Belenggu was submitted to Balai Pustaka for publication in 1938, but was accepted because of its perceived dissonance with public morality,[38] particularly its portrayal of adultery and prostitution – key components of the plot – as acceptable. Eventually Belenggu was picked up by Poedjangga Baroe and published in a serial format in three editions between April and June 1940.[32][38] Belenggu was the only novel published by the magazine[38] and the first Indonesian psychological novel.[1] In 1969, Belenggu received the first annual Literary Prize from the government of Indonesia, along with Marah Rusli's Sitti Nurbaya (1922), Salah Asuhan, and Achdiat Karta Mihardja's Atheis (Atheist; 1949).[39]

Belenggu has been translated into multiple languages: in 1962, Mandarin as 桎梏 (Zhìgù); in 1964, Russian as Okovy; in 1965, Malay under the original title; in 1989, English as Shackles; and in 1993, German as In Fesseln. The Russian translation was done by A Pavlenko.[40] The English translation, published by the Lontar Foundation, was done by John H. McGlynn.[41] The German translation was done by Renate Lödel.[40] As of 2008 the Indonesian-language edition has seen twenty-one printings.[42]


Belenggu received a mixed reception upon its release. Proponents of the novel stated that it was daring, as it dealt with themes based on societal realities.[43] For example, journalist S. K. Trimurti wrote that the novel clearly reflected issues faced by highly educated Indonesians in dealing with traditional culture.[44] However, opponents of the novel dismissed it as "pornographic", emphasising traditionally taboo acts like prostitution and adultery.[43] The December 1940 issue of Poedjangga Baroe included comments from several other writers and literary critics, including Alisjahbana, HB Jassin, Karim Halim, and S. Djojopoespito.[45] Alisjahbana wrote that the novel was fatalistic and defeatist, as he felt it did not portray the freedom of spirit necessary for people to choose their own destiny;[46] he decried the plot as lacking causality.[38] Jassin found the characters to resemble caricatures, as their emotions were overly melodramatic, but considered the novel representative of works yet to come. Halim wrote that Belenggu represented a new school in Indonesian literature, with new language and new stories. Djojopoespito decried the book's language, which he did not consider smooth, and plotlines, which he found uninteresting.[45] According to Teeuw, the initial mixed reception was due in part to Indonesian readers – accustomed to idealised literature – being shocked by the realistic portrayals in Belenggu.[46]

Later reviews have generally been more positive. In 1955 Johns wrote that Belenggu was a "great advance on any previous work", with which the Indonesian novel came to maturity;[47] he praises the structure, plot, and presentation.[37] Siregar, writing in 1964, praised the novel's diction, noting that Pane handled technical discussions especially well.[22] Jassin wrote in 1967 that, although he found the characters still came across as caricatures, the novel was capable of making readers stop and think about modern conditions.[48] In 1969, Indonesian writer and literary critic Ajip Rosidi wrote that the novel was more interesting than earlier works because of its multi-interpretable ending.[48] The Indonesian writer and literary critic Muhammad Balfas wrote in 1976 that Belenggu was "in every respect the best novel of pre-war Indonesian literature".[2] In his 1980 book on Indonesian literature, Teeuw wrote that despite several flaws in the psychological portrayal of the main characters, Belenggu was the only novel from before the Indonesian National Revolution in which a Western reader would feel truly involved;[46] he also called the novel Pane's greatest contribution to Indonesia literature.[32] Tham, wroting in 1981, described the novel as the best reflection of the then-growing consciousness that Western values, such as individualism and intellectualism, contradicted traditional values.[49]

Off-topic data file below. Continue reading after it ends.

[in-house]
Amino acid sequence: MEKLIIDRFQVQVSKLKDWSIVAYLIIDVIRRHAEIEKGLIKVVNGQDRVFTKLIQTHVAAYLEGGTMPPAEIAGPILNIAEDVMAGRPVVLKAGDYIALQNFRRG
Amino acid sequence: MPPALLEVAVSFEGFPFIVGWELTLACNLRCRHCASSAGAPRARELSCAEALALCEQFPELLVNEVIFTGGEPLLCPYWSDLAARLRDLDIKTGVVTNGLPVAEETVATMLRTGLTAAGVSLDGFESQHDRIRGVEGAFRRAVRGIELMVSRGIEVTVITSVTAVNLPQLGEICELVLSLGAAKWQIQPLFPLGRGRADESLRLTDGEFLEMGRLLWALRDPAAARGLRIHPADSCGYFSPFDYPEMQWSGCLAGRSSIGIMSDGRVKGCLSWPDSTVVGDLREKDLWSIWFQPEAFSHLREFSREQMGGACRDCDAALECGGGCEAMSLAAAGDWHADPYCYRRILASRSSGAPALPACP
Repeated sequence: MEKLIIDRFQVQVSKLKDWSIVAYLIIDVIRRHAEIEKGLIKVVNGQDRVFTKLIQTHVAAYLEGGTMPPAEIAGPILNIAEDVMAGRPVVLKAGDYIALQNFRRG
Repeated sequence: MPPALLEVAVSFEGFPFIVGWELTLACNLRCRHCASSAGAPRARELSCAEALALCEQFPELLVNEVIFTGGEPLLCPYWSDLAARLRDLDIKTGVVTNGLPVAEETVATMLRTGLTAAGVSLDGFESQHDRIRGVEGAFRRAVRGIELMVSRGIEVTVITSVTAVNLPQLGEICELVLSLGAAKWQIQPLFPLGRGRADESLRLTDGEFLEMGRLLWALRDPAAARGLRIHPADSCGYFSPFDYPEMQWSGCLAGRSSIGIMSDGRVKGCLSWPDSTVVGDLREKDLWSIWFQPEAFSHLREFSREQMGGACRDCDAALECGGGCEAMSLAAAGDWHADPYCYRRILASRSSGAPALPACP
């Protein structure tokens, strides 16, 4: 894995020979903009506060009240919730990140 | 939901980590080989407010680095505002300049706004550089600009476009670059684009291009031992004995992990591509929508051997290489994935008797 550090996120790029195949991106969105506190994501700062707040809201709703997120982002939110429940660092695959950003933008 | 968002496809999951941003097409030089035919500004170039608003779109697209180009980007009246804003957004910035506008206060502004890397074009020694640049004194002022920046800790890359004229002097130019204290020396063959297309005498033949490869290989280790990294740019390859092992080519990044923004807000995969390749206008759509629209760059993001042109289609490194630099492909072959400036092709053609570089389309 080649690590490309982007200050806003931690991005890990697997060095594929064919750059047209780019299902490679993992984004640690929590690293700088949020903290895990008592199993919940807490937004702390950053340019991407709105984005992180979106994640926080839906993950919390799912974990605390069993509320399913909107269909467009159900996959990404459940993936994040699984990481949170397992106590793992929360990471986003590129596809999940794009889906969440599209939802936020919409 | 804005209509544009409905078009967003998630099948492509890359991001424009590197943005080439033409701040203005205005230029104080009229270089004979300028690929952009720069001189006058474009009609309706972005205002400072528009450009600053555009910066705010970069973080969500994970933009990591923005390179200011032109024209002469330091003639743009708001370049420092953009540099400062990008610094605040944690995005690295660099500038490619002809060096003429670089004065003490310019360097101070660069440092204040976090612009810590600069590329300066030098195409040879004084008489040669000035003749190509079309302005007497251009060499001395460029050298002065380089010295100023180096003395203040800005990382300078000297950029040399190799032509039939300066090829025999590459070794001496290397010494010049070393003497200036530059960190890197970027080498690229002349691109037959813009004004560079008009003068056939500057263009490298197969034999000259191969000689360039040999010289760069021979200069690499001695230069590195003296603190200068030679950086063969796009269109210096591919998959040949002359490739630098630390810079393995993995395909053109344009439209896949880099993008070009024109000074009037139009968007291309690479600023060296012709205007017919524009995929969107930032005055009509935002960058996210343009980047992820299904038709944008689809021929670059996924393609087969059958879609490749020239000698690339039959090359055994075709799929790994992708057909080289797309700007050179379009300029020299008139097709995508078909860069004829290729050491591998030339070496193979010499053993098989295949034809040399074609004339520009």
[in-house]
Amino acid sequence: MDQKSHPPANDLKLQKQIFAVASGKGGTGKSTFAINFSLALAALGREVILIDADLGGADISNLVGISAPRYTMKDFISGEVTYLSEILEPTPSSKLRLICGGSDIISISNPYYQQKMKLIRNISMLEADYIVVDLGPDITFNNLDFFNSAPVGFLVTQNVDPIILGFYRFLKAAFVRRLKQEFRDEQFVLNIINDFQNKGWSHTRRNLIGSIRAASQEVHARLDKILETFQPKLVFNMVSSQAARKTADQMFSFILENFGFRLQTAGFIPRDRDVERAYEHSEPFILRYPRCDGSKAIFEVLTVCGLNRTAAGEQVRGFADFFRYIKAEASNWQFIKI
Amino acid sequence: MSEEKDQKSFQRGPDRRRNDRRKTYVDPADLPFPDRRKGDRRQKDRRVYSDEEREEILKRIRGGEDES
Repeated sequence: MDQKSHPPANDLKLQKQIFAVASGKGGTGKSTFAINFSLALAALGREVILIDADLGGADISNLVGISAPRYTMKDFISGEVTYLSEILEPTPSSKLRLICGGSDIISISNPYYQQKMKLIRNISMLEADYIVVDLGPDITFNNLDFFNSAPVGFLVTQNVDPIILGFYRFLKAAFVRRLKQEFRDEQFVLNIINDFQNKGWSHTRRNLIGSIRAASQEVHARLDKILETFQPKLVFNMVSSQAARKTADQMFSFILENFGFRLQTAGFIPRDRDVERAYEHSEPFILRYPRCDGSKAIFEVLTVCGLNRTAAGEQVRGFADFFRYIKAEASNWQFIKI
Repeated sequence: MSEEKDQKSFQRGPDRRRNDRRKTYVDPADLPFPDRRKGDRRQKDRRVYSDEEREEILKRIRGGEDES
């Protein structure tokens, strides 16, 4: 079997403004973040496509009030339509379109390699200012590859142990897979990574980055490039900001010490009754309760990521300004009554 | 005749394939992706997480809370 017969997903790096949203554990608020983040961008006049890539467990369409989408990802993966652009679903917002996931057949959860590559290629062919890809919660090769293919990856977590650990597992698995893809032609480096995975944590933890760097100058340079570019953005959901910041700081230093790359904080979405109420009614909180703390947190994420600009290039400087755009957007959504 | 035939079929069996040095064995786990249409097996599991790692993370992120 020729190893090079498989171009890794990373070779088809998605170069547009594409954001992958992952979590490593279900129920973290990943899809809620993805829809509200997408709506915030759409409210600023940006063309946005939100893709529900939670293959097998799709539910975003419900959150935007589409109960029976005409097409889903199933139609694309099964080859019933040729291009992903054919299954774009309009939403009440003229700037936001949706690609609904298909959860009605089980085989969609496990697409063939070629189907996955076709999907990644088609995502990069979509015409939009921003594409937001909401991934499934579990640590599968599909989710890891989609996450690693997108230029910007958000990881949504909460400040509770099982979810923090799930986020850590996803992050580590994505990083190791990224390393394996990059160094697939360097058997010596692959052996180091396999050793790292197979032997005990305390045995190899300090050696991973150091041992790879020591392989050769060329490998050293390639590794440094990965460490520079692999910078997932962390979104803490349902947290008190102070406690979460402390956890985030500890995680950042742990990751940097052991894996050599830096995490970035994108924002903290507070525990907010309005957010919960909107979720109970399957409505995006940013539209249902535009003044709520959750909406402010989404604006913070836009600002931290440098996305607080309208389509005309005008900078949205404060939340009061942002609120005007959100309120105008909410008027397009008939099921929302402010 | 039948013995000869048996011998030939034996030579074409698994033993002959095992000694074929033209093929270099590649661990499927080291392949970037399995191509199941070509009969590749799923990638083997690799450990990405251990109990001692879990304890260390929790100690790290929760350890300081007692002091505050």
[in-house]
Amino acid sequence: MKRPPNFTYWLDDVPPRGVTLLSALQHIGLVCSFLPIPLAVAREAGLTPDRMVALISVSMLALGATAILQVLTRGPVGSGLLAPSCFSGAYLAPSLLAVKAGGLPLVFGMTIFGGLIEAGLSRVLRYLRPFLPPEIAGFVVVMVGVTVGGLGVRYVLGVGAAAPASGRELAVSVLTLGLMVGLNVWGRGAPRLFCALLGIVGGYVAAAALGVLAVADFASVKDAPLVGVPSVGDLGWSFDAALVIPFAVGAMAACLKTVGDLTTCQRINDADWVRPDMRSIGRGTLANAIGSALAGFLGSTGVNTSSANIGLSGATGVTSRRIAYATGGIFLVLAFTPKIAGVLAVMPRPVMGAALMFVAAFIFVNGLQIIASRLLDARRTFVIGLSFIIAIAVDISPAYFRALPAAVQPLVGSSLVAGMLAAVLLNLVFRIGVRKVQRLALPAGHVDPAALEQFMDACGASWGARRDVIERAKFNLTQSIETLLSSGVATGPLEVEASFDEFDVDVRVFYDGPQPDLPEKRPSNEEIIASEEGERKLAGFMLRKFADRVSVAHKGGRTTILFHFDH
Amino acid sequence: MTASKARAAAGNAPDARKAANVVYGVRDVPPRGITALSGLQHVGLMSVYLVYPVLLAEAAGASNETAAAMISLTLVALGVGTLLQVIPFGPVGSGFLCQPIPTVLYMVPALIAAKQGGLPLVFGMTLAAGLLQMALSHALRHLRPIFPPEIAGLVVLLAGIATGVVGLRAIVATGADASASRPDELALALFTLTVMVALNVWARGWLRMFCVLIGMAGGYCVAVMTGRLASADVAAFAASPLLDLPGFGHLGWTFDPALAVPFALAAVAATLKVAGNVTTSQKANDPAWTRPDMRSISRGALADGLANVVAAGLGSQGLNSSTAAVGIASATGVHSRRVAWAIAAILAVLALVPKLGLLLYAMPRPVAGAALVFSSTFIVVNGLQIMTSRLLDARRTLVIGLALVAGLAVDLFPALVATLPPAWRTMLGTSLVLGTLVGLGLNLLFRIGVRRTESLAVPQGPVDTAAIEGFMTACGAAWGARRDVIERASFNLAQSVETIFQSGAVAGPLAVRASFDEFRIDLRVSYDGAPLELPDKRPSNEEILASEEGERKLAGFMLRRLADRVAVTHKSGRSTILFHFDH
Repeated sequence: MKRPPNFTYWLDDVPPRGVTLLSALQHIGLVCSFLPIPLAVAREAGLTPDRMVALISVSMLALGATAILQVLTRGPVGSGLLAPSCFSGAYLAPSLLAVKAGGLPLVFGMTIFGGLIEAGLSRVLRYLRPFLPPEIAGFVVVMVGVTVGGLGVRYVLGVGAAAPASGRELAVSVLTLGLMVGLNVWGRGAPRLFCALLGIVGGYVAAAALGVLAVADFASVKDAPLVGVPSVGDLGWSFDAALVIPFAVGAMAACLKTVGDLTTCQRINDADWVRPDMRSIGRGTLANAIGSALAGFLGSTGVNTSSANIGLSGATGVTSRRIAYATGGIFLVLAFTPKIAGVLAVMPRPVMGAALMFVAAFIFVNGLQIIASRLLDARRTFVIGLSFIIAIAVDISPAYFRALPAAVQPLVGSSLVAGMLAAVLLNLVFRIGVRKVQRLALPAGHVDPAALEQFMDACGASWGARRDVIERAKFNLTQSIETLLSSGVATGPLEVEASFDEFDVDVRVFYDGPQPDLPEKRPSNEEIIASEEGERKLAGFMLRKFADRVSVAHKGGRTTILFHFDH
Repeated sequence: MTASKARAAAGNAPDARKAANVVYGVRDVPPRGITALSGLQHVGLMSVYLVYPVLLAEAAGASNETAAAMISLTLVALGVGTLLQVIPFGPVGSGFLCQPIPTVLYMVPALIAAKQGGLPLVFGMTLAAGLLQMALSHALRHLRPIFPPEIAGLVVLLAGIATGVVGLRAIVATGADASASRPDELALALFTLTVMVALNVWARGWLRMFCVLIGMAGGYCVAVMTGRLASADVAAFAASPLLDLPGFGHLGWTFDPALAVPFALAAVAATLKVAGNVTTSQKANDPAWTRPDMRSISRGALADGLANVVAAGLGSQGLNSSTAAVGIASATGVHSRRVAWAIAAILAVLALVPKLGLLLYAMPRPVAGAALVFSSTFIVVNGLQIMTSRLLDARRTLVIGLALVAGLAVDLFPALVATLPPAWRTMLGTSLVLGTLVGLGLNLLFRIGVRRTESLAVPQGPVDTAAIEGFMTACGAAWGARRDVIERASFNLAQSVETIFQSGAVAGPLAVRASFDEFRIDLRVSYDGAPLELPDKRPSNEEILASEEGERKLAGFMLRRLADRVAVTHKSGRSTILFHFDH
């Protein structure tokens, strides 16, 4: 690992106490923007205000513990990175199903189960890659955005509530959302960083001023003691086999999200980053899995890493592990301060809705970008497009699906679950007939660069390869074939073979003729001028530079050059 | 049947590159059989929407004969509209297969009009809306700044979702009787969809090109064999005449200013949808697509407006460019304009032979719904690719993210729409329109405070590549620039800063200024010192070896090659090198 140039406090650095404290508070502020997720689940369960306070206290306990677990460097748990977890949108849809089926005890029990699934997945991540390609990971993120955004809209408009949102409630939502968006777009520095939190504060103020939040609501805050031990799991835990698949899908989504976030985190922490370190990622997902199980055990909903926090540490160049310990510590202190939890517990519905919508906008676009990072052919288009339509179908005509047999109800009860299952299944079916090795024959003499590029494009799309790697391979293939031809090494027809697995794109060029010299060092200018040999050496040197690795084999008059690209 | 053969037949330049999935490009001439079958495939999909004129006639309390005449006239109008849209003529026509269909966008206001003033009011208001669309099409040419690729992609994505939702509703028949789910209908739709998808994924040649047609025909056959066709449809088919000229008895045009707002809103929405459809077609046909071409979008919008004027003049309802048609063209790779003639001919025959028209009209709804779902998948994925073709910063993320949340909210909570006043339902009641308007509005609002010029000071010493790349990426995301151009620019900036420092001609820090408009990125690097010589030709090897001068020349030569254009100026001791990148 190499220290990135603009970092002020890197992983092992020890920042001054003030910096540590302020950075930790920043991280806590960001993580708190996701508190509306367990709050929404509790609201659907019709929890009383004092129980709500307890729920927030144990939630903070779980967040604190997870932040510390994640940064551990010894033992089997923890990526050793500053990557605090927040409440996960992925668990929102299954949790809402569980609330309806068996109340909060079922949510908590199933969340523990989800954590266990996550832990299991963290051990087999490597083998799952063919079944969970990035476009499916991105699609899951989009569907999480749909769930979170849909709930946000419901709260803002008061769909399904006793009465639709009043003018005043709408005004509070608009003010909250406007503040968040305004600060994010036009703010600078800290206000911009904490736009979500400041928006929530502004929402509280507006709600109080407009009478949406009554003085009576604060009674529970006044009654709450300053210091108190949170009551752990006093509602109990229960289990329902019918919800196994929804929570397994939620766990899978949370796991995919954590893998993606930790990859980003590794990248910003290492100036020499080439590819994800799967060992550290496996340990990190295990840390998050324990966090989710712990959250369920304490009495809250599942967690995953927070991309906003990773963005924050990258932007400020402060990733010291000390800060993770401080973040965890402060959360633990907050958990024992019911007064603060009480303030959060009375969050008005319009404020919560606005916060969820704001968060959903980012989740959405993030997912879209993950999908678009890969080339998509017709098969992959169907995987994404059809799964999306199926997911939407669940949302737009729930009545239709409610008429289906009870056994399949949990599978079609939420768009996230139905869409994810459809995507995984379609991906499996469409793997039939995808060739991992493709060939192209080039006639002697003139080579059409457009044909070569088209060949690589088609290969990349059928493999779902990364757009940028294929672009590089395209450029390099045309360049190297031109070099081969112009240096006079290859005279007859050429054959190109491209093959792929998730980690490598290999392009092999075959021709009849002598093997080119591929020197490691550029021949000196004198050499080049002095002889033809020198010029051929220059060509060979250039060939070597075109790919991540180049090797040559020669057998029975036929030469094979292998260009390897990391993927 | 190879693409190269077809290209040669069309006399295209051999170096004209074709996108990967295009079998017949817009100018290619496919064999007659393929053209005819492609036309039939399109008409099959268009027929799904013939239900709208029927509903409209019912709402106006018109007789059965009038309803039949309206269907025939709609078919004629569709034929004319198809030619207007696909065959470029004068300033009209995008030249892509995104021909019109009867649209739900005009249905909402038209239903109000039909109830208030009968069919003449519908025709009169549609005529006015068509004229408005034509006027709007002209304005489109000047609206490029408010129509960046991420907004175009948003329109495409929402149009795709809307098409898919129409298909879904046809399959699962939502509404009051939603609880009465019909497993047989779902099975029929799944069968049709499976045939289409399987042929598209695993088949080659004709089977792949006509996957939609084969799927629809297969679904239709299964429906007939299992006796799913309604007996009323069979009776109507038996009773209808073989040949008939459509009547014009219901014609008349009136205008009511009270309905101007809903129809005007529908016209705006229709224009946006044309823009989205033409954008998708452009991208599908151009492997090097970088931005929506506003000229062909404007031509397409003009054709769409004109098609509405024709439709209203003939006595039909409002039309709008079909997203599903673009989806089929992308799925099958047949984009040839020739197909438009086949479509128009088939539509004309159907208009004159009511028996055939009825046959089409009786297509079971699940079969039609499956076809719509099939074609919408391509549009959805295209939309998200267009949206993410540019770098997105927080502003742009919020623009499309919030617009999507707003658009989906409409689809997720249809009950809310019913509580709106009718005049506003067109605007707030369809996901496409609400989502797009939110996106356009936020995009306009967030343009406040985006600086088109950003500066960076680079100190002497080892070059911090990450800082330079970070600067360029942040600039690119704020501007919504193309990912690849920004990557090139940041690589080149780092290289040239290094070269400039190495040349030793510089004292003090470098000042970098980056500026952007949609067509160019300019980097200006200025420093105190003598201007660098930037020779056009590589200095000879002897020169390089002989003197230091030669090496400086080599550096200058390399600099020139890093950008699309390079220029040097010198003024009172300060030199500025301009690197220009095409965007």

1. ^ Original: "... sebuah monologue interieure yang berganda tiga".
  2. ^ Original: "... manusia jenis baru...".
  3. ^ Presented in the current spelling. Under the Soewandi Spelling System, in which Belenggu was originally published, this paragraph read
    "Mengapa tida'? Mengapa bergantoeng kepada zaman dahoeloe? ... Djangan dibesar2kan, djangan persoesah perkara moedah, nanti pikiran sebagai dibelenggoe. ... Loepakanlah, matikanlah angan2. Lepaskanlah belenggoe ini. Boeat apa tergantoeng pada zaman doeloe?"



  1. ^ a b Rampan 2000, p. 92.
  2. ^ a b c d e Balfas 1976, p. 69.
  3. ^ Christie 2001, p. 68.
  4. ^ Foulcher 1991, p. 22.
  5. ^ Raffel 1967, p. 5.
  6. ^ Sutherland 1968, pp. 120–121.
  7. ^ Taum 2008, pp. 139–141.
  8. ^ Johns 1959, p. 243.
  9. ^ a b c d Taum 2008, pp. 142–143.
  10. ^ Taum 2008, p. 142.
  11. ^ a b c Tham 1981, p. 114.
  12. ^ a b Mohamad 1985, Yah.
  13. ^ Taum 2008, pp. 144–146.
  14. ^ a b Aveling 1969, p. 74.
  15. ^ Pane 2008, p. 112.
  16. ^ Pane 2008, p. 100.
  17. ^ a b c d e f Christie 2001, p. 69.
  18. ^ a b Pane 2008, pp. 41–43.
  19. ^ Pane 2008, p. 52.
  20. ^ Pane 2008, p. 18.
  21. ^ Pane 2008, p. 19.
  22. ^ a b c Siregar 1964, p. 103.
  23. ^ Taum 2008, p. 137.
  24. ^ Balfas 1976, p. 71.
  25. ^ a b c Taum 2008, pp. 148–150.
  26. ^ a b Teeuw 1980, p. 122.
  27. ^ Siregar 1964, p. 102.
  28. ^ a b Siregar 1964, pp. 103–104.
  29. ^ a b c Taum 2008, p. 147.
  30. ^ a b Siregar 1964, p. 105.
  31. ^ Taum 2008, p. 138.
  32. ^ a b c d e Teeuw 1980, p. 119.
  33. ^ Pane 2008, pp. 114–115.
  34. ^ Taum 2008, p. 145.
  35. ^ Taum 2008, p. 148.
  36. ^ Balfas 1976, p. 70.
  37. ^ a b Johns 1959, p. 244.
  38. ^ a b c d Balfas 1976, p. 68.
  39. ^ KS 2010, p. 107.
  40. ^ a b WorldCat, Results for 'belenggu'.
  41. ^ Mahayana, Sofyan & Dian 2007, pp. 83–84.
  42. ^ Pane 2008, p. 4.
  43. ^ a b Taum 2008, p. 113.
  44. ^ Tham 1981, p. 115.
  45. ^ a b Pane 2008, pp. 8–12.
  46. ^ a b c Teeuw 1980, p. 121.
  47. ^ Johns 1959, p. 241.
  48. ^ a b KS 2010, p. 99.
  49. ^ Tham 1981, p. 112.